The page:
If you're set on one of these little chin things, I've seen them sell used for as little as $200.
 

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Discussion Starter · #6 ·
My shop is very small, and this is the biggest combo mill I could find.

shopmaster best 3 in 1 home cnc shop machine zone mill drill lathe - SHOPMASTER

They are made in China, and it shows, but you can dial them in and get a lot of use out of them. The "Patriot" model is where they take one from their factory, disassemble and rebuild it themselves with higher quality bearings, etc. and add the CNC upgrade. I didn't get CNC. I don't do enough to justify the cost for me (about $1000) but I do have the digital position package so I don't have to count turns of the wheel, etc. I've resurfaced 4 cylinder car heads, turned down a 14" long, 8" diameter, mild steel tube to a 7 7/8ths diameter to fit a bow thruster "saddle" in a boat, so they are big enough for the occasional big job. You will never do better than an old, American lathe and mill, but they are huge, heavy and sometimes overkill.

I think I payed around $3000 five or six years ago. They have been good with customer support when I needed to replace a drive pulley that I felt was slightly unbalanced causing a vibration in the mill at higher speeds. It's a pretty simple, heavyish machine. Around 1000 lbs. runs on 110 AC.
Yeah I actually looked at those, but the CNC ones are expensive, and the ones without CNC are still quite a bit more expensive than the ones I listed, and it's only slightly bigger. I'm pretty sure all the ones I listed are also made in China.
 

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Discussion Starter · #7 ·
The onlyadvantage of these is their small size.
Very light cuts must be taken or you'll slip the belts or stall the undersize motor. They aren't smooth and often will cut randomly as there is no rigidity to them. Using the milling head you can see the head and base flexing when it's cutting. You can't see it but a lot of these chin units have plastic internals like gears and lead screw bearings and nuts.

I've played with them and they are indeed just cheap toys that you will be hard pressed to find parts for when they break in a month or two.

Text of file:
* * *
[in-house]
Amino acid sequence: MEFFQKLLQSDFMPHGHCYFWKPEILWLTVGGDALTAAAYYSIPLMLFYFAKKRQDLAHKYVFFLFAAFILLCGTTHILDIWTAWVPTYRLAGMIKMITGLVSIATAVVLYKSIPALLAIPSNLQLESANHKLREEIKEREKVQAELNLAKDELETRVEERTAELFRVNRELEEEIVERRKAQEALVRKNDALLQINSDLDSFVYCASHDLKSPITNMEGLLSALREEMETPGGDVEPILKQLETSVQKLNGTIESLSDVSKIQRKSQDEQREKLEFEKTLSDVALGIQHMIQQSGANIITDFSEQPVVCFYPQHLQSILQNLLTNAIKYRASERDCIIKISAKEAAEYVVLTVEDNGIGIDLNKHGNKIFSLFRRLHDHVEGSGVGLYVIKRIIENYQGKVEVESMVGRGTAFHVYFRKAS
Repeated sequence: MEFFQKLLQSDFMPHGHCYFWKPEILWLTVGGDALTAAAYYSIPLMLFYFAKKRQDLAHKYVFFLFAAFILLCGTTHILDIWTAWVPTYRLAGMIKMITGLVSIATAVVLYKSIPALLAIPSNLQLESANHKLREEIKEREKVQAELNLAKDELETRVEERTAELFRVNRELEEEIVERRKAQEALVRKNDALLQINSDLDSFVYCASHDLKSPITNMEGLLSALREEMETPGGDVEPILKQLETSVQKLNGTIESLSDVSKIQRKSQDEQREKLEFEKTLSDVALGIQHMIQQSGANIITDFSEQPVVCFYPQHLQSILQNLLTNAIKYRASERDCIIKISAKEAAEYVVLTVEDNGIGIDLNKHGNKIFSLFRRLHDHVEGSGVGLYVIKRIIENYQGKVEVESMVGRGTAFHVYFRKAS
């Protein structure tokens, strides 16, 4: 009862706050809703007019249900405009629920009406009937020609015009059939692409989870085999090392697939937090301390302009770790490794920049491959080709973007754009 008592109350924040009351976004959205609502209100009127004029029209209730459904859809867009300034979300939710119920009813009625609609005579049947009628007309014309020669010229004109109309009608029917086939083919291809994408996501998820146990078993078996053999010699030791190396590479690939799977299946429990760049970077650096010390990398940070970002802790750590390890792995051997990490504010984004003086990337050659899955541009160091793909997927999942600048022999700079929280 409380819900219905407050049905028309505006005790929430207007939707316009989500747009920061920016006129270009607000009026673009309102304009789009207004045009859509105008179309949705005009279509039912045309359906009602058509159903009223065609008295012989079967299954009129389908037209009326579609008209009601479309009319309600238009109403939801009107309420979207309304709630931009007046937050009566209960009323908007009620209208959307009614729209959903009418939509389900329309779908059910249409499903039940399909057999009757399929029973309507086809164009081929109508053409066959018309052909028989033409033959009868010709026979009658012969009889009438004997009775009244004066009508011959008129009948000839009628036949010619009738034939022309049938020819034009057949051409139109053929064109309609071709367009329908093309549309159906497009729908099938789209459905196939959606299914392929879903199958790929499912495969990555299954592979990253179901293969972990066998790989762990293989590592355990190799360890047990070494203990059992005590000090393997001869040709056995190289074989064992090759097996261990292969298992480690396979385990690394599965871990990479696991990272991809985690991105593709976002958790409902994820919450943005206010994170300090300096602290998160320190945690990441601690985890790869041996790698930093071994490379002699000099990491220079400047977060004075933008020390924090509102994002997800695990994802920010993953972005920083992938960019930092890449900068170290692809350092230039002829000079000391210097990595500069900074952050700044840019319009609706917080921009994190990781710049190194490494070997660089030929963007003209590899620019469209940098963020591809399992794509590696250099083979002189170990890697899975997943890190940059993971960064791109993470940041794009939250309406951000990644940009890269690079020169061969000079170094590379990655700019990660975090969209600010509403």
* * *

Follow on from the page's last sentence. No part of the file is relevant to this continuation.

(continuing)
A buddy had one and everything electrical croaked. He spent a relative ton to keep it running and eventually gave it away.

You're spending 2 grand for these. If you have the space, get a real lathe. Something like a South Bend 9 inch does a lot of work, parts and a shitload of tooling is available. I've seen good ones on evilbay and CL for a grand or less.

A real mill is a bit more spendy. Bridgeports go from $1500 up. They do however use a bit of floorspace. 90% of them are three phase so you'll need a 3 to 1 ph converter. They also need 220 V to run so if you only have 110 available you're out of luck. Or run a 220 feed to the garage.

If you're set on one of these little chin things, I've seen them sell used for as little as $200.
Though I don't have much direct experience with lathes and mills, I work a lot with machine shops, and I would agree with what you said...however as I said, I need a machine that runs on 110V and that doesn't take up a lot of space.

Most of these, out of the ones I listed, had really good reviews at some of the places I looked at. I'm wondering whether the opinion difference is based on experience of people. The people that buy these things are most likely not experienced machinists. They're probably amateurs (such as myself) who just want to have to convenience and flexibility to make stuff on their own in their garage, whereas experienced machinists would probably never get something like this because for what their used to working with, these would be crap. I talked to a guy at work who used to be a machinist and he basically said "you get what you pay for", but a friend of his has one of those Midas ones and I guess it worked just fine for what he was doing (home-made garage type stuff).

By the way where have you found these selling for $200?? I looked all over craigslist and ebay, and couldn't find anything like this.

Also, I imagine that most of the work I would do would involve milling, so I think there would be a point in have a bigger full size lathe taking up space in my garage. I wouldn't mind having a nice, bigger mill...but those are expensive. I wouldn't mind spending $1500-$2000 on one, however if they're that price, it means they're generally pretty old and very used and might not be in good shape.